Evaluate

After students write their articles, they should have an opportunity to critique and discuss their articles with their peers. Since, writing is a recursive process, students should have the opportunity to revise their articles on the basis of their discussion. The newspaper should then be shared with other classes or publicly displayed as part of the school newspaper or posted on the schools’ Internet site.

Rubric for student outcomes
Student Outcomes Strongly meets criteria Adequately meets criteria Minimally meets criteria Does not meet criteria
Recognize that water is an important global resource Provides multiple examples of water as a global resource Provides some examples of water as a global resource Provides examples of water as a local resource Does not provide examples of water as a local or global resource
Understand that engineering plays a significant role in sustaining water resources Provides multiple examples of the role of engineering in sustaining water resources Provides some examples of the role of engineering in sustaining water resources Provides one example of the role of engineering in sustaining water resources Does not provide examples of the role of engineering in sustaining water resources
Examine the impact of engineering on water in their own lives Provides multiple examples of the impact of engineering on water in their own lives Provides some examples of the impact of engineering on water in their own lives Provides one example of the impact of engineering on water in their own lives Does not provide examples of the impact of engineering on water in their own lives
Examine the impact of engineering on water in a global context Provides multiple examples of the impact of engineering on water in a global context Provides some examples of the impact of engineering on water in a global context Provides one example of the impact of engineering on water in a global context Does not provide examples of the impact of engineering on water in a global context
Analyze the information gathered on engineering’s impact on water Can determine the accuracy of information gathered and implications for a global society Can determine the accuracy of some of the information gathered and identify some implications for a global society Can determine the accuracy of information gathered but not the implications for a global society Cannot determine the accuracy of information gathered nor the implications for a global society
Synthesize their knowledge in the form of a newspaper article on water and the role of engineering Knowledge is synthesized in the form of a newspaper article Knowledge is presented in the form of a newspaper article but is not synthesized Some of the Knowledge is presented in the form of a newspaper article but is not synthesized Cannot write a newspaper article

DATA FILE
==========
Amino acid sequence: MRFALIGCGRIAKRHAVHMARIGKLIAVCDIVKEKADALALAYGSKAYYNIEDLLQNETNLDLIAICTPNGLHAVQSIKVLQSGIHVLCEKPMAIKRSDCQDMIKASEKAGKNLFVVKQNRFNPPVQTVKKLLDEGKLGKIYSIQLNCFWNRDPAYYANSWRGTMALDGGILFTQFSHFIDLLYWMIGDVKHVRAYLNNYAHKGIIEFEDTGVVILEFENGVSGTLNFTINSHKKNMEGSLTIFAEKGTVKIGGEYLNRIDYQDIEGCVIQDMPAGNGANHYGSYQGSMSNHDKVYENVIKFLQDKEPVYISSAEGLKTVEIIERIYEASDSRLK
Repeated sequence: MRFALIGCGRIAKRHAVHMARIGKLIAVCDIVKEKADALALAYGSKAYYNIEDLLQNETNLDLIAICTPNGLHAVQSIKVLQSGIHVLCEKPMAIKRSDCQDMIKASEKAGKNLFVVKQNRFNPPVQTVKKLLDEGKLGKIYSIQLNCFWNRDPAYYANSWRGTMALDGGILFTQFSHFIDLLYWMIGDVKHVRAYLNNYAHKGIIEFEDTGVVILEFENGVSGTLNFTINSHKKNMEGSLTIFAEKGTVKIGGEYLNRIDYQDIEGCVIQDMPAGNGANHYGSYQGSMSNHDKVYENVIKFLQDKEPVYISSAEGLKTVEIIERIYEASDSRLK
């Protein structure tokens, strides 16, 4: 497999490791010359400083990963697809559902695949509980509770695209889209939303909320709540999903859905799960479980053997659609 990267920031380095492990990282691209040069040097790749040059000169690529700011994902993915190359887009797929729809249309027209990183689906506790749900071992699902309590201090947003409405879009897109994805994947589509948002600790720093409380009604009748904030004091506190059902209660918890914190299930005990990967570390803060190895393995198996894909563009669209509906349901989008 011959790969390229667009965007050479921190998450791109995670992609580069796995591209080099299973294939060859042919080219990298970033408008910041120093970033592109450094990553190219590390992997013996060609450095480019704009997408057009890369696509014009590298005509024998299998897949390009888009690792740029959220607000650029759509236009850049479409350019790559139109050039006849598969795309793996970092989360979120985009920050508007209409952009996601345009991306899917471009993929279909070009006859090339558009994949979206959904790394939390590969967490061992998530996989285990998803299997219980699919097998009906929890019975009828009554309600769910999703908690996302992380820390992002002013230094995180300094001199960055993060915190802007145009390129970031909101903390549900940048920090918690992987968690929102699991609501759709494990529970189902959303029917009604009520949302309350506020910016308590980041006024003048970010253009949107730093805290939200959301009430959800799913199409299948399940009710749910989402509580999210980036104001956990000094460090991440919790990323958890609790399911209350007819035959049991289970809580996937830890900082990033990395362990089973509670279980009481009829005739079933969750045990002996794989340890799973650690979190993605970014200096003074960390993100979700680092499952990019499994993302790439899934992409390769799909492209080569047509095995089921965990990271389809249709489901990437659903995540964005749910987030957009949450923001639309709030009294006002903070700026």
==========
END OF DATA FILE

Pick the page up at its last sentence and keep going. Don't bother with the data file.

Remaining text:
Critique and discuss their Engineering Water: News Special Edition Applies the rubric to their own work and the work of peers and can identify how to make the News Edition better Applies the rubric to their own work and the work of peers but cannot identify how to make the edition better Applies the rubric to the work of their peers but cannot self-evaluate Cannot apply the rubric to their own work or the work of peers

Coding

\begin{align*}\text{Strongly meets criteria} & = 3\ \;\mathrm{points} \\ \text{Adequately meets criteria} & = 2\ \;\mathrm{points} \\ \text{Minimally meets criteria} & = 1\ \;\mathrm{point} \\ \text{Does not meet criteria} & = 0\ \;\mathrm{points}\end{align*}

Evaluation of Engineering Water:News Special Edition

Notes to the teacher

The following short answer questions are open ended. There are many correct answers to each of the questions. Consequently, the answers your students give to the questions will vary from student to student. However, you should look for an understanding that reflects the hands-on activity of writing news articles and creating a Special News Edition. Student answers should be linked to the data gathered, analyzed, synthesized, discussed, and written about in Engineering Water: News Special Edition.

Notes to the student

These are short answer questions. You should be able to answer these questions based on your work during the activity of preparing a News Special Edition.

1. Provide three reasons why water is an important global resource.
2. List three ways in which engineering plays a role in sustaining our water resources.
3. What impact does engineering have on water in your own life? Be specific and provide details.
4. What impact does engineering have on water globally (around the world)? Be specific and provide details.
5. How is the impact of engineering on water in your on life and globally the same? How is it different?

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Date Created:
Feb 23, 2012
Apr 13, 2016
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CK.ENG.ENG.SE.1.Engineering-HS.3.7